Changing the way the GST is carved up among the states and territories is about a "fair go" for all Australians, Treasurer Scott Morrison says.
Mr Morrison will put to his state and territory counterparts in September a new deal which would iron out some of the wrinkles in the GST revenue distribution system which has been in place since 2000.
Western Australia has long complained about its share dropping during the mining boom due to the way the existing system, known as horizontal fiscal equalisation, is benchmarked.
That benchmark will shift over eight years to a new standard that will ensure the fiscal capacity of all states and territories is at least the equal of NSW or Victoria (whichever is higher), evening out the impact of extreme events such as the WA mining boom.
However Mr Morrison said the changes, which would involve a permanent boost to the pool of funds, were not just about WA.
"The Commonwealth is investing in the fair-go principle ... which delivers the schools, the hospitals, the nurses, the police and the essential infrastructure," Mr Morrison told reporters in Canberra on Thursday.
The GST pool will increase by $7.2 billion from 2021/22 to 2028/29.
States and territories are slated to receive $67.3 billion in GST payments in 2018/19, rising to $112.25 billion in 2028/29.
The federal government will put in place the new "floor" of 70 cents per person per dollar of GST, below which no state's relativity can fall, from 2022/23, rising to 75 cents from 2024/25.
WA will support the changes, with the state's treasurer Ben Wyatt saying the federal government had taken a pragmatic approach by presenting changes which were likely to be supported.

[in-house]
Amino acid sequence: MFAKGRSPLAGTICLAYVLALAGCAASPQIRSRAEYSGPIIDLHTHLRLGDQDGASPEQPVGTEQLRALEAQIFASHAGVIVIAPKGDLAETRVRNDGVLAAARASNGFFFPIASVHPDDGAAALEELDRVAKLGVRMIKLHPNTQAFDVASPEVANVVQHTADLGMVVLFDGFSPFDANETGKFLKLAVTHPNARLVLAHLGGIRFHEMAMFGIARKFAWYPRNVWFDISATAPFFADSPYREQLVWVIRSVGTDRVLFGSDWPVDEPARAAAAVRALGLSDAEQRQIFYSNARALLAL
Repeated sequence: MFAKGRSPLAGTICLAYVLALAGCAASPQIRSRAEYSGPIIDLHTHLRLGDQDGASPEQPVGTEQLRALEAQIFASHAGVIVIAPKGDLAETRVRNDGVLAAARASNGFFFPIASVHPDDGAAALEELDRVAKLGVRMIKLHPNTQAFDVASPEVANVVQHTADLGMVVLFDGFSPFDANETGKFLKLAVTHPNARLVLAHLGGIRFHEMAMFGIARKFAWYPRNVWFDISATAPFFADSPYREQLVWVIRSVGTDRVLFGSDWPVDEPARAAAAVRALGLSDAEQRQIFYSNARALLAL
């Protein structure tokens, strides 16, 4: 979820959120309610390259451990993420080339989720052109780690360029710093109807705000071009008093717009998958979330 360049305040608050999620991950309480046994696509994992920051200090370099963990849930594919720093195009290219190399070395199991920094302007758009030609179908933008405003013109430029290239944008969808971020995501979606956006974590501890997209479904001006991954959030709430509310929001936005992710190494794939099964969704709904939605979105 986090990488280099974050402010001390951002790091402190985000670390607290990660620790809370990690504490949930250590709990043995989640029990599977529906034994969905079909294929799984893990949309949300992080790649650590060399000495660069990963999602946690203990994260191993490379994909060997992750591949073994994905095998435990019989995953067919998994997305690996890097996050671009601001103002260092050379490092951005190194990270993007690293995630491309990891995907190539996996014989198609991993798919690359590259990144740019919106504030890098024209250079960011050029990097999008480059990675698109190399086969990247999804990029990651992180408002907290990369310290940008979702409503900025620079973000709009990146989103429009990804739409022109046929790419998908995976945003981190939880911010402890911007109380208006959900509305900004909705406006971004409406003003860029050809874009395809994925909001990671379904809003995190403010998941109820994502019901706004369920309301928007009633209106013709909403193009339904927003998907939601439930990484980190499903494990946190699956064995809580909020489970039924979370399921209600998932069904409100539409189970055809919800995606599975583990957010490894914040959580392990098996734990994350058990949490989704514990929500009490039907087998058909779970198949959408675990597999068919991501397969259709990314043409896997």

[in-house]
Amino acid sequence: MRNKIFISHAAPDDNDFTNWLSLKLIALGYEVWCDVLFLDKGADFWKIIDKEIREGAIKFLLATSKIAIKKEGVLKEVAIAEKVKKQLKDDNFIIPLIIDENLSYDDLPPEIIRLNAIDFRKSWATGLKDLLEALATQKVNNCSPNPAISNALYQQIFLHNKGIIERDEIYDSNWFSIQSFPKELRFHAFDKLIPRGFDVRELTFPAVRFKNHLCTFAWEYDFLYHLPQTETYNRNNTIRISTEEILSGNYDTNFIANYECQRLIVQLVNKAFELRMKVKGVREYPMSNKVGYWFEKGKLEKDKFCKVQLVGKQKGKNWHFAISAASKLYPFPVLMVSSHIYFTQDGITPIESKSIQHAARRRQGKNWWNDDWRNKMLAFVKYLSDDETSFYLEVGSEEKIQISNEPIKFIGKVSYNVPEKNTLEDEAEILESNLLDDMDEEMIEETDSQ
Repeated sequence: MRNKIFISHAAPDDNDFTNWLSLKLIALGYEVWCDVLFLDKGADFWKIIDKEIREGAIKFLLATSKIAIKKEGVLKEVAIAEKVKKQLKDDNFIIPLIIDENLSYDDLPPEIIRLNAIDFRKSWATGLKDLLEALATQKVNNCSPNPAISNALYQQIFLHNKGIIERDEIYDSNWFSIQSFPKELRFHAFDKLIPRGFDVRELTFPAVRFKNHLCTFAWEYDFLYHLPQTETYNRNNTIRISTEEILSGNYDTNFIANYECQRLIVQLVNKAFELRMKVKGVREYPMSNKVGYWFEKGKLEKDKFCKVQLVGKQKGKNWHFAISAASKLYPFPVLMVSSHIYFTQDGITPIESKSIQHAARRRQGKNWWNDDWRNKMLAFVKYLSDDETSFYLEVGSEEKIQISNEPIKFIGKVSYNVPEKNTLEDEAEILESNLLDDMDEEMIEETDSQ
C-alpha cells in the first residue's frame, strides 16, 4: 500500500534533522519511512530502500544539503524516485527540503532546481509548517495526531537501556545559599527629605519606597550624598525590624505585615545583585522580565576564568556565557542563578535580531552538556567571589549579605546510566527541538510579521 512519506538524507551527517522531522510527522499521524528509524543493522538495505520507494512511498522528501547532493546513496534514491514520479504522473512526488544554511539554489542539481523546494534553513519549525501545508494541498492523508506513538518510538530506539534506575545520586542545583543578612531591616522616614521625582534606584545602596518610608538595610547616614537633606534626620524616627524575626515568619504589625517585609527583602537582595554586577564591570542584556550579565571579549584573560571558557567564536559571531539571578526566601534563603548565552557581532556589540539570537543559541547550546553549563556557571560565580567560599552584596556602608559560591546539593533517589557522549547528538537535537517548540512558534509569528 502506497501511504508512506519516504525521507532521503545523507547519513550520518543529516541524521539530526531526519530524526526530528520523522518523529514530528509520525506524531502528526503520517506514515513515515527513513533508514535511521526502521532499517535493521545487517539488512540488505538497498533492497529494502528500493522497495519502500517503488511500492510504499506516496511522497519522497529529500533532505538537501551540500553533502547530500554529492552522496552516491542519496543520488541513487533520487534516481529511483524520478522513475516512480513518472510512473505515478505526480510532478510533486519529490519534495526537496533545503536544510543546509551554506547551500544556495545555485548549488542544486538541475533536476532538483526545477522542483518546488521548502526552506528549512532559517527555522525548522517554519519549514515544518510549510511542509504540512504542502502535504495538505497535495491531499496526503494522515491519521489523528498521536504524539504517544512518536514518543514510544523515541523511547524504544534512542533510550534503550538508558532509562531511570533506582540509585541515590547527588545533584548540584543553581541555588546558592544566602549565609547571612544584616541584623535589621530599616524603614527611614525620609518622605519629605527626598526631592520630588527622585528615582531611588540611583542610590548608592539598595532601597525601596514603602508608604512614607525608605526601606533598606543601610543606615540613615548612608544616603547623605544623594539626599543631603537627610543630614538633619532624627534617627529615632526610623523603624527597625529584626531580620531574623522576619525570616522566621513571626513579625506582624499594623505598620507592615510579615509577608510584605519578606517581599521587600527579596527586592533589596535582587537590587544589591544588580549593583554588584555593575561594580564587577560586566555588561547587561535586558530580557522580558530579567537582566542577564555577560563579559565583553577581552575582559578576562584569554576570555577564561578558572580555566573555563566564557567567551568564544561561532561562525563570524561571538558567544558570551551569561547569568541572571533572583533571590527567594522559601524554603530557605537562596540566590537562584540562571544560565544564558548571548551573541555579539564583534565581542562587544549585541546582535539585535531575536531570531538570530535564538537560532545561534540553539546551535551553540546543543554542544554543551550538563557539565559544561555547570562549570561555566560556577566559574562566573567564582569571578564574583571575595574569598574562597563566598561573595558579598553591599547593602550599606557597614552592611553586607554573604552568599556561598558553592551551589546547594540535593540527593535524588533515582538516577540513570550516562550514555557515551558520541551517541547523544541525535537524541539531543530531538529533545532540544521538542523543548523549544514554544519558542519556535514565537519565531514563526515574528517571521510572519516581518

Tasmanian Premier Will Hodgman said on face value his state would be better off but didn't rule out opposing the plan if it left them in a worse position.
Queensland Premier Annastacia Palaszczuk wants to see the modelling to determine where the federal money is coming from.
NSW Premier Gladys Berejiklian said it was "pretty much a status quo position" for her state.
Mr Morrison said it would be a "completely reasonable expectation" that other grants to the states would not be cut back and he rejected the idea of broadening the base or raising the rate of the GST.
Asked how the government could afford the extra money, he said the "real kick-in" was when the federal budget was set to be in a surplus of at least one per cent of GDP.
The details of the deal will be set out in a permanent intergovernmental agreement to be signed by year's end.
Mr Morrison suspected there would be some "disagreement about numbers" but he was confident a deal could be struck.
Labor leader Bill Shorten said he would look at the detail.
"I want to make sure that states are left with certainty that they don't have to go cap in hand to Canberra whenever they want to fund a school or hospital," he said.